North's first missile test of 2022 was hypersonic
The projectile North Korea fired on Wednesday morning was a hypersonic missile that successfully hit its target, according to the regime's state news agency.
The Korean Central News Agency (KCNA) reported that the North’s Academy of National Defense Science, which is responsible for the country’s missile program, conducted a test of a hypersonic missile on Wednesday.
“After the launch, the hypersonic gliding warhead detached from the missile and flew 120 km (75 miles) laterally before it precisely hit its target 700 km away,” KCNA reported.
The state news agency said the test checked the hypersonic unit’s flight control capability and its operability in winter conditions.
While North Korean leader Kim Jong-un did not personally oversee the launch, the test was observed from the launch point in the country’s northeastern Chagang province by members of the ruling Korean Workers’ Party’s Central Committee and defense science academy leaders.
Wednesday’s test – the North’s first missile launch in the new year – came 78 days after the country fired a submarine-launched ballistic missile (SLBM).
It also follows a test of a similar hypersonic Hwasong-8 missile conducted on Sept. 27, signaling a fast pace for the regime’s missile development program.
Hypersonic glide missiles can avoid detection longer than ballistic missiles because they fly towards targets at lower altitudes – thereby evading radar systems – at 6,200 km per hour, or five times the speed of sound.
Wednesday launch, which was first reported by the Japanese Coast Guard and later the South Korean Joint Chiefs of Staff (JCS), triggered an emergency meeting of a National Security Council (NSC) meeting that morning in Seoul, which was presided over by South Korean Defense Minister Suh Wook, according to the Blue House.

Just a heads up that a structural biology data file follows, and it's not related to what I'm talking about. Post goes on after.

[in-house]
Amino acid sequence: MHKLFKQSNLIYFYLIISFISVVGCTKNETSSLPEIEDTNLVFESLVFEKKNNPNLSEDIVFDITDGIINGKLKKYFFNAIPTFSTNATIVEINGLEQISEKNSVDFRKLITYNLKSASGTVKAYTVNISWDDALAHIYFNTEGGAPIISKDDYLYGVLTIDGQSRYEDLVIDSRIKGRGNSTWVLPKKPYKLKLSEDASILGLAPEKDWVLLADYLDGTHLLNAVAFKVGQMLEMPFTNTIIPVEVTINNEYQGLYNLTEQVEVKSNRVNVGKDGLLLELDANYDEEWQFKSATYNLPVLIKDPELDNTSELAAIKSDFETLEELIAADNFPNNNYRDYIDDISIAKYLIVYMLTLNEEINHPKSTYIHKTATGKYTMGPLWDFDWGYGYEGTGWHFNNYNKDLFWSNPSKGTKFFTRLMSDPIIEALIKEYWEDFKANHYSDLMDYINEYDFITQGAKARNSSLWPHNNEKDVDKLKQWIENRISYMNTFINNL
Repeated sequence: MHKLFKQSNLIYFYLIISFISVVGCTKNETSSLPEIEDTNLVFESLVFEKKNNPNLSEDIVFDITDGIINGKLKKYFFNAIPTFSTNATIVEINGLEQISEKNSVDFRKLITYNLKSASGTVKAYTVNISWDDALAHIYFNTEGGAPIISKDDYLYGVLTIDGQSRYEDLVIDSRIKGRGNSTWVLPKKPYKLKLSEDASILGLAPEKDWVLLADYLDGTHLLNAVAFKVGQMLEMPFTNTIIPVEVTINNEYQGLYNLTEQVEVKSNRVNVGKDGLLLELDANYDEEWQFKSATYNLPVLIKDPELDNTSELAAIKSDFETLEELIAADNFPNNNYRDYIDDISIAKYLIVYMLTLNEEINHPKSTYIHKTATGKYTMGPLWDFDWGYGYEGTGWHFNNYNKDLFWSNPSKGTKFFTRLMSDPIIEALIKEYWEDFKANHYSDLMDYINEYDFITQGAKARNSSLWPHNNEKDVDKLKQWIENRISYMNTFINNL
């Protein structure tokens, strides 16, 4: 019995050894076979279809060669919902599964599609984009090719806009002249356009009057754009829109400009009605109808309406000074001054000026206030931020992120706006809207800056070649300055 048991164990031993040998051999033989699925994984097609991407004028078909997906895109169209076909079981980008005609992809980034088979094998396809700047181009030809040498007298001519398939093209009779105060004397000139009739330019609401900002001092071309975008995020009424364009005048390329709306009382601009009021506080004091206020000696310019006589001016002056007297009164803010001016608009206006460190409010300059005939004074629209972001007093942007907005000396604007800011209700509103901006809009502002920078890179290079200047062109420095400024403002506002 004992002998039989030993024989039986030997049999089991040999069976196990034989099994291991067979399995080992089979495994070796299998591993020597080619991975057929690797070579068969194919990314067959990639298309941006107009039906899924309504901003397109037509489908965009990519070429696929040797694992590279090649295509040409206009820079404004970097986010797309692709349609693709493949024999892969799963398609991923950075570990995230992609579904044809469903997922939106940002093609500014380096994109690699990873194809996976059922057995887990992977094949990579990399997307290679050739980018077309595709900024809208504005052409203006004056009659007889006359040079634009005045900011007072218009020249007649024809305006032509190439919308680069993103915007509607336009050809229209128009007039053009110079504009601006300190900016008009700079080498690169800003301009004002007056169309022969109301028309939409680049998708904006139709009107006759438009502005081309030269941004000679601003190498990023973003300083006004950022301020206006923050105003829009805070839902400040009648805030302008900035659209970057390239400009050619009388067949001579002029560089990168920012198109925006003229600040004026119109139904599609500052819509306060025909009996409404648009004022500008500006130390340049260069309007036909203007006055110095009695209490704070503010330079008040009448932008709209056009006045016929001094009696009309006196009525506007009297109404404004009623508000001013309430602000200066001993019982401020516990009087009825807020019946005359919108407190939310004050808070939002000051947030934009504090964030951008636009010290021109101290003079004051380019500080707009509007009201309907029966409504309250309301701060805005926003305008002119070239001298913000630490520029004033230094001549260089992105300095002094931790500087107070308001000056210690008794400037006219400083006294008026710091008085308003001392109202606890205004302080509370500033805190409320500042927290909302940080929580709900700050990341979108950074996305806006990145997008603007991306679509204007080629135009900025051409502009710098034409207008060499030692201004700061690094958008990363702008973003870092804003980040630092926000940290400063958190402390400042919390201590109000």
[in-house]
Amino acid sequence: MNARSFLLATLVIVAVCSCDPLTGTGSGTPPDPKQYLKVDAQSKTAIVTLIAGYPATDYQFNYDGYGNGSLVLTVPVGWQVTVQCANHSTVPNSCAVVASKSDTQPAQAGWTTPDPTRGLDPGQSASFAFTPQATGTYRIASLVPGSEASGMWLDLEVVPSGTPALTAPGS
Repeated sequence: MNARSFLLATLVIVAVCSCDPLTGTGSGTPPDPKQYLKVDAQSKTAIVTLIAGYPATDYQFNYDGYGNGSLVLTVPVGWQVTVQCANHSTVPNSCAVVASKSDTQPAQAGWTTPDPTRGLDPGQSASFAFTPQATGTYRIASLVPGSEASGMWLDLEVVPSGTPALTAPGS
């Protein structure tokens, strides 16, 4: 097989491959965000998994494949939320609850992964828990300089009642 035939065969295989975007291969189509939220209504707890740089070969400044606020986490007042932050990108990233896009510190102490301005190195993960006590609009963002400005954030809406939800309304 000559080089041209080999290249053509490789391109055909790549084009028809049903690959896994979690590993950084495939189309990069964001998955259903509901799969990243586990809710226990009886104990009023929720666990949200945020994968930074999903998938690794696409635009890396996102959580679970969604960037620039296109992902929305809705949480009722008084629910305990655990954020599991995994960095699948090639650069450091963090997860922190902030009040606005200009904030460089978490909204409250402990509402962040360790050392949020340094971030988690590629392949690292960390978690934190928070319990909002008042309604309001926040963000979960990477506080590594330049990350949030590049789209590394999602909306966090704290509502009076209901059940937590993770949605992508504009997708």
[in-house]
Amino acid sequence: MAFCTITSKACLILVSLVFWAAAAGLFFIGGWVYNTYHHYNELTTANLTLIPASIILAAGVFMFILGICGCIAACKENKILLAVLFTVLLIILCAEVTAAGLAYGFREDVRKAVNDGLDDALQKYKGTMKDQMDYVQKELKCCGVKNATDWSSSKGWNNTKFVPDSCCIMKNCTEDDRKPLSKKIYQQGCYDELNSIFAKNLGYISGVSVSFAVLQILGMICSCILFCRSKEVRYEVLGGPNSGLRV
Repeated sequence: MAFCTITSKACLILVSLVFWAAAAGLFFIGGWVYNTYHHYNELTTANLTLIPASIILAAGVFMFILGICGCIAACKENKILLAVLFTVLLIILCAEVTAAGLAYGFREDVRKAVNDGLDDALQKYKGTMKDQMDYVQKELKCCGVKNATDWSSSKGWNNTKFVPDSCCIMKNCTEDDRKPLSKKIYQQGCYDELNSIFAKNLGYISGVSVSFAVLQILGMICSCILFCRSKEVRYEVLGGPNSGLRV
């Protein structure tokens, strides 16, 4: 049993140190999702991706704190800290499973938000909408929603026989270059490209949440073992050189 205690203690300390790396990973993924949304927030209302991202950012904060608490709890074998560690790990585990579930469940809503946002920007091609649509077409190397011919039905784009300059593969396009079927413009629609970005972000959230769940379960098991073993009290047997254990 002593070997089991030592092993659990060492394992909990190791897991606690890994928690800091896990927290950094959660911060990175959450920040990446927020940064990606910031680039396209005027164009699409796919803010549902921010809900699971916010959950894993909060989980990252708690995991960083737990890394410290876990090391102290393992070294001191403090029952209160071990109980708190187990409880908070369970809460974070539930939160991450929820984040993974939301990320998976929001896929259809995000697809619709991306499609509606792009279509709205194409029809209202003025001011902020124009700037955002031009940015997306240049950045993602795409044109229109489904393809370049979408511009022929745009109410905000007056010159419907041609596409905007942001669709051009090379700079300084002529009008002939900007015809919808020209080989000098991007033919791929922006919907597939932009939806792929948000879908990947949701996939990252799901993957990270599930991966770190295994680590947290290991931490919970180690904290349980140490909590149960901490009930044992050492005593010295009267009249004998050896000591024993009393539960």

The Blue House later released a statement in which it said the NSC “expressed concerns over North Korea's launch at a time when stability is very necessary at home and abroad” and that council members agreed that talks with the North are needed to defuse tensions on the peninsula.
That sentiment was echoed by President Moon Jae-in on Wednesday, who mentioned the test at a groundbreaking ceremony for a railroad between the eastern city of Gangneung and Jejin Station in Goseong County, Gangwon.
“We will not let go of the thread of dialogue” in order to “fundamentally overcome these kinds of situations,” Moon said in his remarks.
Under a 2002 inter-Korean deal, Jejin Station was linked in 2007 to the North's Gamho Station, on the other side of the Demilitarized Zone, in hopes that an inter-Korean rail line would one day facilitate trade and travel between the two Koreas.
The South Korean Unification Ministry called on the North to “respond positively and sincerely” to the South’s efforts to “forge communication and peace through dialogue” in a Wednesday statement.
Pyongyang has not responded to repeated calls from Seoul and Washington for it to return to denuclearization talks, which collapsed in a summit between North Korean leader Kim Jong-un and U.S. president Donald Trump in 2019 in Vietnam.
Although the administration of U.S. President Joe Biden has repeatedly said it is willing to meet North Korean representatives "anytime, anywhere" without preconditions, Pyongyang has dismissed Washington's “hostile” policies.
At a plenary meeting of the Central Committee of the country’s ruling Workers' Party last week, Kim vowed to continue building up his regime’s weapons capabilities.
Over the past year, Pyongyang conducted seven major weapons tests, firing not only a new SLBM and hypersonic missile but also a long-range cruise missile and a train-launched ballistic missile unit.
Under United Nations Security Council resolutions, the North is prohibited from testing ballistic missiles, but not cruise missiles.
BY MICHAEL LEE [firstname.lastname@example.org]